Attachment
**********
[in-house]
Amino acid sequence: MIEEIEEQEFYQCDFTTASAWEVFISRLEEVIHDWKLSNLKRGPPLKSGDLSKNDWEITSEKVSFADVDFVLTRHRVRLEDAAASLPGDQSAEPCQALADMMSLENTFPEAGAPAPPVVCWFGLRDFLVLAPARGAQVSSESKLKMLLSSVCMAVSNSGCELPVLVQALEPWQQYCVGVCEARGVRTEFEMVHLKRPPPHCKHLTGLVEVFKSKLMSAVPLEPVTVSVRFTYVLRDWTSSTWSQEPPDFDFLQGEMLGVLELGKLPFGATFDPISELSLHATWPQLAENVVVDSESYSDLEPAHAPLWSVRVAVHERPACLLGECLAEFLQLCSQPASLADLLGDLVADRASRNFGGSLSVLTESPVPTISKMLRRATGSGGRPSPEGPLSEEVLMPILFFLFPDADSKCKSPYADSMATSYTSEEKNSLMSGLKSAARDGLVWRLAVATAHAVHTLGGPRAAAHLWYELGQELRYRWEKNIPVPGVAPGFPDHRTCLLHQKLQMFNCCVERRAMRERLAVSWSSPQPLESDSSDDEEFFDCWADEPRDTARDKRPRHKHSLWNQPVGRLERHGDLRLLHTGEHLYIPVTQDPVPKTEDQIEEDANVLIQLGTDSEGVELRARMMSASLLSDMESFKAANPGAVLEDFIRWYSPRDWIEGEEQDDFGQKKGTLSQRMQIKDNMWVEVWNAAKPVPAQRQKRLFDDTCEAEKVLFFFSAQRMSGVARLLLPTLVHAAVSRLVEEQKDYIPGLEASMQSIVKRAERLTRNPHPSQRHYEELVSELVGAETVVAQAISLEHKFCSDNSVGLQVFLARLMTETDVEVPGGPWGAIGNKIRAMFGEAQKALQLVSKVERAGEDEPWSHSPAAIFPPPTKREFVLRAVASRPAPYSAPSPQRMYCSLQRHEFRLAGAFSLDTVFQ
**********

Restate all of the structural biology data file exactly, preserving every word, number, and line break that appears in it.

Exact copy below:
[in-house]
Amino acid sequence: MIEEIEEQEFYQCDFTTASAWEVFISRLEEVIHDWKLSNLKRGPPLKSGDLSKNDWEITSEKVSFADVDFVLTRHRVRLEDAAASLPGDQSAEPCQALADMMSLENTFPEAGAPAPPVVCWFGLRDFLVLAPARGAQVSSESKLKMLLSSVCMAVSNSGCELPVLVQALEPWQQYCVGVCEARGVRTEFEMVHLKRPPPHCKHLTGLVEVFKSKLMSAVPLEPVTVSVRFTYVLRDWTSSTWSQEPPDFDFLQGEMLGVLELGKLPFGATFDPISELSLHATWPQLAENVVVDSESYSDLEPAHAPLWSVRVAVHERPACLLGECLAEFLQLCSQPASLADLLGDLVADRASRNFGGSLSVLTESPVPTISKMLRRATGSGGRPSPEGPLSEEVLMPILFFLFPDADSKCKSPYADSMATSYTSEEKNSLMSGLKSAARDGLVWRLAVATAHAVHTLGGPRAAAHLWYELGQELRYRWEKNIPVPGVAPGFPDHRTCLLHQKLQMFNCCVERRAMRERLAVSWSSPQPLESDSSDDEEFFDCWADEPRDTARDKRPRHKHSLWNQPVGRLERHGDLRLLHTGEHLYIPVTQDPVPKTEDQIEEDANVLIQLGTDSEGVELRARMMSASLLSDMESFKAANPGAVLEDFIRWYSPRDWIEGEEQDDFGQKKGTLSQRMQIKDNMWVEVWNAAKPVPAQRQKRLFDDTCEAEKVLFFFSAQRMSGVARLLLPTLVHAAVSRLVEEQKDYIPGLEASMQSIVKRAERLTRNPHPSQRHYEELVSELVGAETVVAQAISLEHKFCSDNSVGLQVFLARLMTETDVEVPGGPWGAIGNKIRAMFGEAQKALQLVSKVERAGEDEPWSHSPAAIFPPPTKREFVLRAVASRPAPYSAPSPQRMYCSLQRHEFRLAGAFSLDTVFQ